Corrie brings nature home

Corrie Gunter's city centre apartment has many plants.

City centre resident Corrie Gunter has found a way to exercise his green fingers and turn his apartment into a flourishing garden in the middle of the concrete jungle.

In the days leading up to Garden Day, marked on Sunday October 20, Corrie showed residents in the city that it is possible to have a garden in your home, even if you live on the fifth floor in a block of flats.

Corrie grew up in the Free State, where, he said, he had a huge garden,so he was exposed to plants and gardening from an early age.

He moved to Cape Town to study biology, and now works as a science officer at UCT’s biopharming research unit.

However, it was only a few years ago that he got into gardening when he moved to an apartment in Rondebosch, and met friends who piqued his interest.

“When I was a student, I still thought that plants had to live outside in the sun, until I met some friends who took indoor planting to another level. They invited me to their apartments, and what they were doing inspired me. So, when I moved to the CBD five years ago, I started trying to grow plants inside.”

He started by trying to grow some herbs from the seeds, before moving on to more aesthetically beautiful plants and indoor plants.

He now has a diverse range of plants – creepers, hanging plants, and many with interesting leaf patterns. “I can’t really say how many of them I have because I’ve run out of space. There are 50 pots of plants, but some of them have more than one plant in them.”

Some of the plants he mentioned which grew well indoors include sweetheart vines, ferns, Japanese money plants, and strings of indigenous pearls – a succulent which makes beautiful hanging plants.

Corrie said he and his friends then started a “cuttings club”, where they met to share ideas and struggles about plants, planting, and also share cuttings of their plants.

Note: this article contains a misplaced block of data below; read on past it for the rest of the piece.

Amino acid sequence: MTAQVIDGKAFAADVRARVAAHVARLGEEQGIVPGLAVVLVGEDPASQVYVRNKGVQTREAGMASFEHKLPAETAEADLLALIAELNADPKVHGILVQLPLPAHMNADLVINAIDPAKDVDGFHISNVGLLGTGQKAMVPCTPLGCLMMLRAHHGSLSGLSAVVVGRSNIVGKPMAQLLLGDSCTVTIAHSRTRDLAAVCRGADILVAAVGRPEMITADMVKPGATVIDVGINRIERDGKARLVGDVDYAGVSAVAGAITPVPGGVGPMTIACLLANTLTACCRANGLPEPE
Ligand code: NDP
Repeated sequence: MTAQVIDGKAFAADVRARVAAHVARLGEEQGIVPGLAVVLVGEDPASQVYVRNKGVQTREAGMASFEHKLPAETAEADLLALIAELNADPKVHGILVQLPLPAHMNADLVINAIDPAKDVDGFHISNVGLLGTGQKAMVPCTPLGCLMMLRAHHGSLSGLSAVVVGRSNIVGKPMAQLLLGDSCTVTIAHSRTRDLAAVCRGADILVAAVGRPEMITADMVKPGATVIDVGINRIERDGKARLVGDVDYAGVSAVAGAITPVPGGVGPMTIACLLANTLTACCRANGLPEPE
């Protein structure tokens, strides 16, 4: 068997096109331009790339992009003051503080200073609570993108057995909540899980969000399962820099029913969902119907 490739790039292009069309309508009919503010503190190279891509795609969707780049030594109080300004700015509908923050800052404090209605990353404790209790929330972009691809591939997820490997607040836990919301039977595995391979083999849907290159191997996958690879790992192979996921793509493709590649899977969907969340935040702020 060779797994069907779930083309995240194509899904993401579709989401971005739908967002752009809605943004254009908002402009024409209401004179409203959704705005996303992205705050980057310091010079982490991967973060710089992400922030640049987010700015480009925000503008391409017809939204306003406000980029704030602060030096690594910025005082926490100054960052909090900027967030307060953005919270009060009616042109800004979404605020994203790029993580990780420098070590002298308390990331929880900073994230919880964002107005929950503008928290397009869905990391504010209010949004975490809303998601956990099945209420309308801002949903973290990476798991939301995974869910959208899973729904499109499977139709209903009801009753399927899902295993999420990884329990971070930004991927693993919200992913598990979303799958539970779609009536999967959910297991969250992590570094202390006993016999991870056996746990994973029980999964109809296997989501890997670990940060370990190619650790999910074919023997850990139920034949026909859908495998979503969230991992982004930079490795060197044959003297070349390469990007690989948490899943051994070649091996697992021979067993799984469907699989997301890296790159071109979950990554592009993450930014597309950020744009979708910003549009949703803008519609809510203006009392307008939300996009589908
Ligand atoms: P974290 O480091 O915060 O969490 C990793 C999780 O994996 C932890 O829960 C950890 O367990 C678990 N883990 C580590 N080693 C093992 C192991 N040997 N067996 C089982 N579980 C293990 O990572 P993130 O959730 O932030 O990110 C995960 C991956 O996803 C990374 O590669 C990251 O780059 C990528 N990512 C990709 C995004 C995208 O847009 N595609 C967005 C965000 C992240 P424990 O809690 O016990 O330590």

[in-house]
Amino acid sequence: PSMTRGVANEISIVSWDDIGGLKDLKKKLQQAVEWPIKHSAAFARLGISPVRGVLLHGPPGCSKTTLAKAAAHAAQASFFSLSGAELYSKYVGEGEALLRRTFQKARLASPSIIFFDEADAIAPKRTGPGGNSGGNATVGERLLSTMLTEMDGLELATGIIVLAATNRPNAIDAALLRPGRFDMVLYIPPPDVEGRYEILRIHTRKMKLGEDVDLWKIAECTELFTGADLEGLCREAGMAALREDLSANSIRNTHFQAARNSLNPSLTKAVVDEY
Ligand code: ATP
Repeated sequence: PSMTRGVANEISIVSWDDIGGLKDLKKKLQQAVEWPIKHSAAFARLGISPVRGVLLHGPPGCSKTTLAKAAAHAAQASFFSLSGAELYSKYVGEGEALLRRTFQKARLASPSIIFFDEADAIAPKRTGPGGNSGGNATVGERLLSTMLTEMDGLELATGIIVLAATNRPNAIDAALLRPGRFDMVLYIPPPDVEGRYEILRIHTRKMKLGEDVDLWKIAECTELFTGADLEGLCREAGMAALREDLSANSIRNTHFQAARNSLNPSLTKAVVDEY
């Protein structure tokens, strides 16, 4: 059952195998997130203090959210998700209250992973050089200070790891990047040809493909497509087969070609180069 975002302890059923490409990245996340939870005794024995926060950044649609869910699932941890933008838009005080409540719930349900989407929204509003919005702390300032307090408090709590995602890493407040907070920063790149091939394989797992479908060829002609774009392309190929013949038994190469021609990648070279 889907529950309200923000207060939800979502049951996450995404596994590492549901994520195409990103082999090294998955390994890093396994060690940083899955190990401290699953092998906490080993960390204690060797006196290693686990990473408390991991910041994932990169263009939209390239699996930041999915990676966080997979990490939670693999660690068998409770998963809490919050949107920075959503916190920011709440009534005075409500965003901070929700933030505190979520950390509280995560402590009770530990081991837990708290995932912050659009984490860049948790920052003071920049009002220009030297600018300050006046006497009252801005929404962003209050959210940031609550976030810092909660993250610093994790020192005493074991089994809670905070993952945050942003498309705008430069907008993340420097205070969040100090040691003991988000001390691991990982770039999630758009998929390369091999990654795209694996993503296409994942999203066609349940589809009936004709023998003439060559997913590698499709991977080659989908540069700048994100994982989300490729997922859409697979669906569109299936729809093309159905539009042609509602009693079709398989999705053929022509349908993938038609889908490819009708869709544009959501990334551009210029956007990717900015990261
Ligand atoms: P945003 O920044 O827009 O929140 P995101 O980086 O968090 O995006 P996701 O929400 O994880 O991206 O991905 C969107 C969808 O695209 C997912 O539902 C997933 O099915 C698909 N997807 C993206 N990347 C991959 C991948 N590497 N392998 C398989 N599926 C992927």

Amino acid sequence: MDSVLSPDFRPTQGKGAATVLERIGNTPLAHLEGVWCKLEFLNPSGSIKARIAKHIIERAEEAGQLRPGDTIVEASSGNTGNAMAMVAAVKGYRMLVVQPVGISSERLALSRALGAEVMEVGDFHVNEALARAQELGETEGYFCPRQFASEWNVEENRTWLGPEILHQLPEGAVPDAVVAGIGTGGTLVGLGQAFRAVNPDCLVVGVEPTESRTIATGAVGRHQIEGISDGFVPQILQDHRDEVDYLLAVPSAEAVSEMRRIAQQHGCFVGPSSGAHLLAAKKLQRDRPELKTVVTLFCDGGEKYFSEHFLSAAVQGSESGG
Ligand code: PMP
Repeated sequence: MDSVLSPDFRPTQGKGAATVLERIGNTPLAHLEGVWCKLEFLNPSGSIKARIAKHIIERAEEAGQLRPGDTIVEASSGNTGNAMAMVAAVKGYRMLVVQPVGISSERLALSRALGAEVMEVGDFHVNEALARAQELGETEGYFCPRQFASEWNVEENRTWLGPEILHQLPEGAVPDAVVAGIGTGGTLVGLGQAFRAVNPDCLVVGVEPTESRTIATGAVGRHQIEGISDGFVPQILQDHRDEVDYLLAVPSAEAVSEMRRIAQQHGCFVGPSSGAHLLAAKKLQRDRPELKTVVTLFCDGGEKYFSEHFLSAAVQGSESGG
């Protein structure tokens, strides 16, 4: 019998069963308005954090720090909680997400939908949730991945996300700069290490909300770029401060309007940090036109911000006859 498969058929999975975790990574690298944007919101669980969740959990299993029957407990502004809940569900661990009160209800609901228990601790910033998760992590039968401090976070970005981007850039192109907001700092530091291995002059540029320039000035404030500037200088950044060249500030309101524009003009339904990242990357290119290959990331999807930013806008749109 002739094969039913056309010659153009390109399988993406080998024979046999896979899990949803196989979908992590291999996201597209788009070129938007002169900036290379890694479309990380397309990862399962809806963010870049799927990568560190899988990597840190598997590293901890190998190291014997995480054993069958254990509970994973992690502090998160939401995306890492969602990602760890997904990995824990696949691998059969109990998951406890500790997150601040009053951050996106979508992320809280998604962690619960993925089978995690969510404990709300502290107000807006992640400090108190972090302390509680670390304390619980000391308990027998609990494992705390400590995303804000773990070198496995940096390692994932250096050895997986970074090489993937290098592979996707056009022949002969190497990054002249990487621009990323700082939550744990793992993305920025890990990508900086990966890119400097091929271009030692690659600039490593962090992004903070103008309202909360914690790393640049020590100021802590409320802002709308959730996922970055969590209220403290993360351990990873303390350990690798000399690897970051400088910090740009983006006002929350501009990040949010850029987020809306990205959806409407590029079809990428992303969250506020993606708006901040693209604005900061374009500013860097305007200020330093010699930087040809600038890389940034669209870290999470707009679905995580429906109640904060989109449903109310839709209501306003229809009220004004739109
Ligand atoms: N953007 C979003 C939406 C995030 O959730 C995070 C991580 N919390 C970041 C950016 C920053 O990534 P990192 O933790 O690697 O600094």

He said he found that indoor plants are generally easier to maintain, however, each plant has its own challenges. “When you grow plants inside, you have to monitor the light and try not to move them around too much. Most of my plants require water once or twice a week. Once they are happy, they kind of just live, but you have to remember to water them regularly.”

He said repotting them from time to time, as well as picking off the dead leaves also makes a difference.

Asked about the concept of green fingers, Corrie said he believes it exists, but doesn’t think it’s inherited. “It’s more learnt behaviour. I think it’s like everything else people find interesting – they learn more about it. It comes with experience – it’s a matter of actually making your fingers green.

“I think with diligence and experimenting with light, soil and water, anyone can be successful at gardening.”

He said while people in Cape Town are often oblivious to the greenery around them because nature is everywhere around the city, it was still important to have plants and gardens in your home.

He said the indoor garden in his apartment in the city centre also shows people that you don’t have to move to the suburbs to have a garden.

Garden Day on Sunday October 20 is a chance for people to spend some time celebrating their gardens with neighbours, family or friends. People are encouraged to spend time in the garden on this day.

For ideas on how to join Garden Day and for more information, visit www.gardenday.co.za